first_img FacebookTwitterLinkedInPrint分享 May 21, 2013 — Unavoidable damage caused to the heart and lungs by radiotherapy treatment of tumors in the chest region can be limited by the administration of an ACE inhibitor, a drug commonly used in the treatment of cardiovascular disease, a group of Dutch researchers have found. [1]Common cancers such as breast, esophagus, lung and Hodgkin’s lymphoma are frequently treated with radiotherapy, but the radiation dose that can be given safely is limited by the sensitivity of the health lung tissue that is also irradiated.The lung is a particularly complex and sensitive organ and strategies for protecting it from radiotherapy damage, apart from limiting the dose given and, therefore, the efficacy of the treatment, are few. Presenting the research to the 2nd Forum of the European Society for Radiotherapy and Oncology (ESTRO), Dr. Sonja Van der Veen, MSc, from the University Medical Centre, Groningen, The Netherlands, said that she had set out with colleagues to see whether the use of an ACE inhibitor could protect against early radiation-induced lung toxicity (RILT). Previous studies had shown that damage to blood vessels can play an important role in the development of RILT [2], so the researchers irradiated the lungs, heart or heart and lungs of rats and administered the ACE inhibiter captopril immediately after treatment. The rats’ lung functions were then measured at two-weekly intervals.”After eight weeks, when early lung toxicity is usually at its height, we found that captopril improved the rats’ heart and lung functions, but we were surprised to find that this only occurred when the heart was included in the irradiation field,” said Van der Veen. “This was not due to protection of the lung blood vessels, which were equally damaged with or without captopril. So we investigated further and found that the captopril treatment improved the heart’s function and decreased the level of fibrosis in the heart soon after irradiation. So these new findings show that ACE inhibition decreases RILT by reducing direct acute heart damage.”Irradiating the heart leads to the development of fibrosis, which stiffens it, and this in turn leads to problems in the relaxation of the left ventricle. Due to this, blood flow from the lungs into the heart is hindered, and this can cause pulmonary damage. However, after treatment with captopril, the researchers observed an improvement in ventricular relaxation in the irradiated hearts.Van der Veen and her colleagues are now collaborating with a research group from the Mayo Clinic, Rochester, Minn., in order to design a randomized clinical trial where patients who are treated with radiation to the thoracic area including the heart will be treated with either an ACE inhibitor or a placebo after irradiation.Much progress has been made in radiation treatment over recent years, but in breast cancer, for example, most women still receive high doses to the heart, and this is known to increase the risk of heart disease. A recent study [3] has shown that for each Gray (Gy) [4] of radiation, there is a 7.4 percent increase in the occurrence of a subsequent major coronary event.”Given that most women will receive a dose of between 1 and 5 Gray, and that the dangers are even greater for women with existing cardiac risk factors or coronary disease, this is still a big problem,” said Van der Veen.Rats were chosen for the study because, unlike mice, they are big enough for researchers to be able to irradiate different part of the lungs and heart. The researchers believe that the way in which ACE inhibition works in both animals and humans is similar.”We are confident that our clinical trial will see the same protective effect in humans as that which we have seen in rats,” said Van der Veen. “We will also now begin to study the late effects of ACE inhibition on RILT to see whether it affords similar protection. We believe that our results suggest a promising strategy for shielding patients from radiation damage and improving their quality of life, while at the same time allowing them to receive a high enough dose to ensure the effective treatment of their cancer.”President of ESTRO, Professor Vincenzo Valentini, a radiation oncologist at the Policlinico Universitario A. Gemelli, Rome, Italy, said: “This study underlines the importance of translational research. The understanding of anti-cancer mechanisms, as well as of protective opportunities discovered in the experimental environment, is of upmost importance in the era of personalized medicine. This research provides further evidence of the importance of testing experimental theories in the clinical environment to the ultimate benefit of patients.”References:[1] ACE (angiotensin-converting enzyme) Inhibitors are a class of drugs usually used for treating high blood pressure and heart failure.[2] Ghobadi G, Bartelds B, van der Veen SJ, Dickinson MG, Brandenburg S, Berger RM, et al. Lung irradiation induces pulmonary vascular remodelling resembling pulmonary arterial hypertension. Thorax 2012 Apr;67(4):334-341[3] Darby SC, Ewertz M, McGale P, Bennet AM, Blom-Goldman U, Bronnum D, et al. Risk of ischemic heart disease in women after radiotherapy for breast cancer. N Engl J Med 2013 Mar 14;368(11):987-998.[4] One Gray is the absorption of one joule of energy, in the form of ionizing radiation, per kilogram of matter. Abstract no: OC-0261, Proffered paper session/ Prevent 3: Cardiac Toxicity at 10.30 hrs (CEST) on Sunday 21 April, Room G Feature | May 21, 2013 Common Drug Can Limit Radiation Damage to Cancer Patient’s Heart, Lungs Following radiation, the bone marrow shows nearly complete loss of blood cells in mice (left). Mice treated with the PTP-sigma inhibitor displayed rapid recovery of blood cells (purple, right). Credit: UCLA Broad Stem Cell Research Center/Nature Communications Related Content Sponsored Content | Case Study | Radiation Dose Management | August 13, 2019 The Challenge of Pediatric Radiation Dose Management Radiation dose management is central to child patient safety. Medical imaging plays an increasing role in the accurate… read more News | Radiation Therapy | August 02, 2019 Varian Showcases Cancer Care Systems and Software at AAPM 2019 Varian showcased systems and software from its cancer care portfolio, including the Identify Guidance System, at the… read more News | Patient Positioning Radiation Therapy | August 15, 2019 Mevion and C-RAD Release Integration for Improved Proton Therapy Treatment Quality Mevion Medical Systems and C-RAD announced the integration between the C-RAD Catalyst PT and the Mevion S250i proton… read more News | Patient Positioning Radiation Therapy | August 07, 2019 Qfix kVue One Proton Couch Top Validated by Mevion Medical Systems Qfix and Mevion Medical Systems announced that a special version of the kVue One Proton couch top is now both validated… read more The CT scanner might not come with protocols that are adequate for each hospital situation, so at Phoenix Children’s Hospital they designed their own protocols, said Dianna Bardo, M.D., director of body MR and co-director of the 3D Innovation Lab at Phoenix Children’s. The MD Anderson Proton Therapy Center expansion is expected to be completed in 2023. Rendering courtesy of Stantec. News | Brachytherapy Systems | August 14, 2019 Efficacy of Isoray’s Cesium Blu Showcased in Recent Studies August 14, 2019 — Isoray announced a trio of studies recently reported at scientific meetings and published in medica read more News | Radiation Therapy | August 16, 2019 Drug Accelerates Blood System’s Recovery After Radiation, Chemotherapy A drug developed by UCLA physician-scientists and chemists speeds up the regeneration of mouse and human blood stem… read more News | Radiation Therapy | August 15, 2019 First Patient Enrolled in World’s Largest Brain Cancer Clinical Trial Henry Ford Cancer Institute is first-in-the-world to enroll a glioblastoma patient in the GBM AGILE Trial (Adaptive… read more Catalyst PT image courtesy of C-RAD The top piece of content in July was a video interview explaining how Princess Margaret Cancer Center is using machine learning to create automated treatment plans. This was a hot topic at the American Association of Physicists in Medicine (AAPM) 2019 meeting in July.  News | Proton Therapy | August 06, 2019 IBA Signs Contract to Install Proton Therapy Center in Kansas IBA (Ion Beam Applications S.A.) recently signed a contract and received the first payment for a Proteus One solution… read more Feature | August 05, 2019 | Dave Fornell, Editor Most Popular Radiology and Radiotherapy Topics in July 2019 August 5, 2019 — Here is the list of the most popular content on the Imaging Technology New (ITN) magazine website fr read more News | Proton Therapy | August 08, 2019 MD Anderson to Expand Proton Therapy Center The University of Texas MD Anderson Cancer Center unveiled plans to expand its Proton Therapy Center during a… read more last_img read more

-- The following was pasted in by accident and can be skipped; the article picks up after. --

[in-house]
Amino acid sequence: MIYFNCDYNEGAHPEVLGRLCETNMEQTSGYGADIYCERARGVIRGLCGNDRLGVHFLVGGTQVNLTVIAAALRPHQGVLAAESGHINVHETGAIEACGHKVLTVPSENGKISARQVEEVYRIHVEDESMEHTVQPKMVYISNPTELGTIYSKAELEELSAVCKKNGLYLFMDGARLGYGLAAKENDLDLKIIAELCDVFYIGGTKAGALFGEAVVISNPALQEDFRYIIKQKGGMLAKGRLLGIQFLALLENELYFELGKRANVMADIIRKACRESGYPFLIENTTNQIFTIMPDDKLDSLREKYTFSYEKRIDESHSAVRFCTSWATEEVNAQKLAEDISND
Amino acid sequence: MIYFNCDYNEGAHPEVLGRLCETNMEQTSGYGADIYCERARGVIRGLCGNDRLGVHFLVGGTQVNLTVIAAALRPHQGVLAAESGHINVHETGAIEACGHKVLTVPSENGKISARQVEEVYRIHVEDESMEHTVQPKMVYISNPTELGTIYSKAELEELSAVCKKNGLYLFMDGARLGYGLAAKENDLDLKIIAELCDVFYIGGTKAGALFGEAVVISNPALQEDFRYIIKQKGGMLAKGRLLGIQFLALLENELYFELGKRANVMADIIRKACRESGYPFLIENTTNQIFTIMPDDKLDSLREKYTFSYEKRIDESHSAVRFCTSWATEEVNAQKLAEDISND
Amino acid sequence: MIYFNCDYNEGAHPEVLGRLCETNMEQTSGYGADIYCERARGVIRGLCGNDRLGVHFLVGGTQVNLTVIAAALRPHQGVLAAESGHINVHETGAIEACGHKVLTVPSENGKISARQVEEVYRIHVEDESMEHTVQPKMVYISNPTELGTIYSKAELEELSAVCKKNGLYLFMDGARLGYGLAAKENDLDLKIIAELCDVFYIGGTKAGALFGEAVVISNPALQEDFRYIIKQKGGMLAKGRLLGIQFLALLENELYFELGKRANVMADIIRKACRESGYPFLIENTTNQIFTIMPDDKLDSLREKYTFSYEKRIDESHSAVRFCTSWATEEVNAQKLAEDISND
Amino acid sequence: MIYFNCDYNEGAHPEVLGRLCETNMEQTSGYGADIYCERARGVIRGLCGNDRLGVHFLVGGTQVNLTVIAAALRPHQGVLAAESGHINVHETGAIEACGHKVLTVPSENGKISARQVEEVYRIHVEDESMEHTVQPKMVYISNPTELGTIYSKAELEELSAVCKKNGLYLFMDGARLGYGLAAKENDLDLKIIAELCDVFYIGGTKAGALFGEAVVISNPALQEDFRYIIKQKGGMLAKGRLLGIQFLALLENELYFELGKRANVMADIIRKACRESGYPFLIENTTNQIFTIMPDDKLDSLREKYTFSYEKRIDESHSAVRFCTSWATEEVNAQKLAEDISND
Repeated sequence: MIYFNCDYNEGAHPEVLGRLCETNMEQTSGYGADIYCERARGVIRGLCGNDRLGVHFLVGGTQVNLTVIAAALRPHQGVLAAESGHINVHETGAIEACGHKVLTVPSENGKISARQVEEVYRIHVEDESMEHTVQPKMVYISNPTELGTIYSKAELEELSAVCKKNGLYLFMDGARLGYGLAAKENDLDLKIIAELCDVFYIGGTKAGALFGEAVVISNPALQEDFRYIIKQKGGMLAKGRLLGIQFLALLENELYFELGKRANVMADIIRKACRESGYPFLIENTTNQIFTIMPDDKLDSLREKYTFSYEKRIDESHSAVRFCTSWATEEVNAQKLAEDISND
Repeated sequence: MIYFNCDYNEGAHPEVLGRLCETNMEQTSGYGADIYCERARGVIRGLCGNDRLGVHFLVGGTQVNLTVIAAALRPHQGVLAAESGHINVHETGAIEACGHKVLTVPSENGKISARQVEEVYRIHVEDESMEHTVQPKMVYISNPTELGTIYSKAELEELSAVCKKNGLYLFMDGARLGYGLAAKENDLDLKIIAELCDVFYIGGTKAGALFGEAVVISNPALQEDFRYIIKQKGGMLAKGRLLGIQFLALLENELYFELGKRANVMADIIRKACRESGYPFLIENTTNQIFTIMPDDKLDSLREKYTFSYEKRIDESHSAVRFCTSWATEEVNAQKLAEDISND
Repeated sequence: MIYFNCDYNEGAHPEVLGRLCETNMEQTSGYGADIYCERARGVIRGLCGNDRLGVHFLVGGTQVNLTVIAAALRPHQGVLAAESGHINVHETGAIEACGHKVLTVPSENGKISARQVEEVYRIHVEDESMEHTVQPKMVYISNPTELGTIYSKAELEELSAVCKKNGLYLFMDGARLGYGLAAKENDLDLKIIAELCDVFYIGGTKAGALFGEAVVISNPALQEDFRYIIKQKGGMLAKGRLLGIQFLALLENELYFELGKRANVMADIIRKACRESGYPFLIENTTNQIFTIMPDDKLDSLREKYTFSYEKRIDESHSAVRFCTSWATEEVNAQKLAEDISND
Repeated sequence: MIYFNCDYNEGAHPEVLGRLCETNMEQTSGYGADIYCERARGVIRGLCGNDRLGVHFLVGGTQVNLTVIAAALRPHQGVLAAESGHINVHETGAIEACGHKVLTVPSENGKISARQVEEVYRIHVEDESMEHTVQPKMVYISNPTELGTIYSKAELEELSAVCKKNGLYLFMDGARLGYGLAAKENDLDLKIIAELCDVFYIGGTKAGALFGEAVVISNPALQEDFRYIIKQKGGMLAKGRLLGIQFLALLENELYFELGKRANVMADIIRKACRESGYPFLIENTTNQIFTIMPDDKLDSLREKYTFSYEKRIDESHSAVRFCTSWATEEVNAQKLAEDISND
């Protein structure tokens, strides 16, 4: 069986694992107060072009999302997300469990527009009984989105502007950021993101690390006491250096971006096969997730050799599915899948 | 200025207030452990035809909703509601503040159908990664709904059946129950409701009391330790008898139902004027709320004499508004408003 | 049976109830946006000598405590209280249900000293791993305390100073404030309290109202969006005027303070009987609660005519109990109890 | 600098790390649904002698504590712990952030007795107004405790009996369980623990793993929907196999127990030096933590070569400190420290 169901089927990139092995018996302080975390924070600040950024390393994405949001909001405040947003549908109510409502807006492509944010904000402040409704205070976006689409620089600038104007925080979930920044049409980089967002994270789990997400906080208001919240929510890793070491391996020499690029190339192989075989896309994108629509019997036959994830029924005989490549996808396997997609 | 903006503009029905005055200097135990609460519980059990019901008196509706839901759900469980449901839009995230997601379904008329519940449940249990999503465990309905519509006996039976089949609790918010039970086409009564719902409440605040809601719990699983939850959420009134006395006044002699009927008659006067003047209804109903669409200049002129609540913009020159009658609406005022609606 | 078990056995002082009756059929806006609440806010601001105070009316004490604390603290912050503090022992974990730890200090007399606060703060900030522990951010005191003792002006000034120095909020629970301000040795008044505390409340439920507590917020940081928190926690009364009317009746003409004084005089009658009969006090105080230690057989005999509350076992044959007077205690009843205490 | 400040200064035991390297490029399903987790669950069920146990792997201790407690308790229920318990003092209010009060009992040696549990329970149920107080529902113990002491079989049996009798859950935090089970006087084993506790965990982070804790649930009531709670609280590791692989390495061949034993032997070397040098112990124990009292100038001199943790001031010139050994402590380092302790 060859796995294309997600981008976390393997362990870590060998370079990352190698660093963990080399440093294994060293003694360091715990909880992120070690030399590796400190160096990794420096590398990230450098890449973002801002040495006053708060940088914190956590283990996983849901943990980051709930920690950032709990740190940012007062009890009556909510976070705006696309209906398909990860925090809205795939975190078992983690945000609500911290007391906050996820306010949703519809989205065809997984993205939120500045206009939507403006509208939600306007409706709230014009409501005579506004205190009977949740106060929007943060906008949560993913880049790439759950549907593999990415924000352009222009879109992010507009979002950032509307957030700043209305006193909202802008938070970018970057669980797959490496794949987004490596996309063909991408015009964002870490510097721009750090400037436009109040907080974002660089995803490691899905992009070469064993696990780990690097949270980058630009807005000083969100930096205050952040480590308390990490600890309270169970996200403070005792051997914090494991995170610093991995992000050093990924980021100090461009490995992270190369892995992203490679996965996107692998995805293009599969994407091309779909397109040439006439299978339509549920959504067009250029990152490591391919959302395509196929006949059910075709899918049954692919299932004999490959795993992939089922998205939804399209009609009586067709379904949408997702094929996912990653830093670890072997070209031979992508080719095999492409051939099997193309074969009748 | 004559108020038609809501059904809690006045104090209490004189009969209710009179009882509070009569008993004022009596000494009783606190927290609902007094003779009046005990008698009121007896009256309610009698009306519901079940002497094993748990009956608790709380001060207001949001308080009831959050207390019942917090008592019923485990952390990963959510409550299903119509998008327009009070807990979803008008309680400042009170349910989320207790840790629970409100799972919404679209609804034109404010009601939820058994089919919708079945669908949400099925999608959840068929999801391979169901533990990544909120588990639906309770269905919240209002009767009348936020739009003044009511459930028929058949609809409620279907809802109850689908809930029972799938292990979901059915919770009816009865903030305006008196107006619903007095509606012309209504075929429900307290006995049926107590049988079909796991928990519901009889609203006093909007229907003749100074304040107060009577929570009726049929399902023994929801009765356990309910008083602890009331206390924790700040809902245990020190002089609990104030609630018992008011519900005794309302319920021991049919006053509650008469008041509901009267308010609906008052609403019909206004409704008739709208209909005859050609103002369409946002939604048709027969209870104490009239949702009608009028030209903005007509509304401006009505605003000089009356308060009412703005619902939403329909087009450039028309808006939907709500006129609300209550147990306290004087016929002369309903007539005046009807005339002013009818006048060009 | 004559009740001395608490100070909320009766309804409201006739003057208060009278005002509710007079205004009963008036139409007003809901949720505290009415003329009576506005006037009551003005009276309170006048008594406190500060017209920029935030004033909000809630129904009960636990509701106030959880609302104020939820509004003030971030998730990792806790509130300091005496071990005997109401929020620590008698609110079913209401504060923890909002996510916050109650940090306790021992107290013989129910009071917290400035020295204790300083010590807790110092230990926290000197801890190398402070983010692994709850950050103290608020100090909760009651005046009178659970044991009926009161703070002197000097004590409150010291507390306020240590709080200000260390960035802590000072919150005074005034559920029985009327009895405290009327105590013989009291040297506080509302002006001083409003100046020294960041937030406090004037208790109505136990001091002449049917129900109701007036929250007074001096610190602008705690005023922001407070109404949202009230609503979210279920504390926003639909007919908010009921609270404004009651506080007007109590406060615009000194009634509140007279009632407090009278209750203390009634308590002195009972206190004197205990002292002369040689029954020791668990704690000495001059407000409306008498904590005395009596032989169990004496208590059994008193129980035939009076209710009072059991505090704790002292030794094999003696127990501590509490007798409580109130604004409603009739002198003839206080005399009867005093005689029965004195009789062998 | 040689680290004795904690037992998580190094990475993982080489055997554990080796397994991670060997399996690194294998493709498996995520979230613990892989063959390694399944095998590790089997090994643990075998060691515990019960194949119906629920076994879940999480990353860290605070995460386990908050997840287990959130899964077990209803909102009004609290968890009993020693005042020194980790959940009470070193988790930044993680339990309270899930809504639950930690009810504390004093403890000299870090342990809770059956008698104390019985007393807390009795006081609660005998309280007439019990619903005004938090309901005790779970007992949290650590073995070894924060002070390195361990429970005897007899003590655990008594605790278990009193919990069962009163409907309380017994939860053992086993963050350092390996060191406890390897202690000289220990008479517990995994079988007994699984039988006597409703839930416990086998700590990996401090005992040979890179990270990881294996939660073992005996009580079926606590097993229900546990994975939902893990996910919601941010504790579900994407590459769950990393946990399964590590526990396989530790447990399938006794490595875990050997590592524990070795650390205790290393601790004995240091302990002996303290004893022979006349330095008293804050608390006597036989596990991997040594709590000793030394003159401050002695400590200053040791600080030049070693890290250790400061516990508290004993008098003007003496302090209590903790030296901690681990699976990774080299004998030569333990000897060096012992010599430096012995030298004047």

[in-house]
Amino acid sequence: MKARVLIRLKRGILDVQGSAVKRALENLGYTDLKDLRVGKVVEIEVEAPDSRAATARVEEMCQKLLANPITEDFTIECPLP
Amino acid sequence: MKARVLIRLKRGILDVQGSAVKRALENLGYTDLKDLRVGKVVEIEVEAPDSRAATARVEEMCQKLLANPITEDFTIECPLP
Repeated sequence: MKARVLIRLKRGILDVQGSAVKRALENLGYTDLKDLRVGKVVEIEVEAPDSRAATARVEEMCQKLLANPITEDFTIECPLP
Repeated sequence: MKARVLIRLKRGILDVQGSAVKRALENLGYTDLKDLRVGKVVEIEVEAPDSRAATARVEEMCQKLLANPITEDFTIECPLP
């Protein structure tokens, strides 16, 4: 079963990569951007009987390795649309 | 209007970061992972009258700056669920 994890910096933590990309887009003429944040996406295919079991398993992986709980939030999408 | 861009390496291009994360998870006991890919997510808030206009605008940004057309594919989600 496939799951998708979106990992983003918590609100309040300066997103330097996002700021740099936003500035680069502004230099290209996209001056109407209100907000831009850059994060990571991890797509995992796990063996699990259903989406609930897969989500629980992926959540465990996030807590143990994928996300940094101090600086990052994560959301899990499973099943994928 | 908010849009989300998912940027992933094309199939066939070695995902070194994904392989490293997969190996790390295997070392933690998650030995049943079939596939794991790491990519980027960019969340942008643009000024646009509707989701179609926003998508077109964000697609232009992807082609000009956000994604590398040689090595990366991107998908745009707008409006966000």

Study Suggests Best Order of Treatment for Brain Metastases in EGFR Lung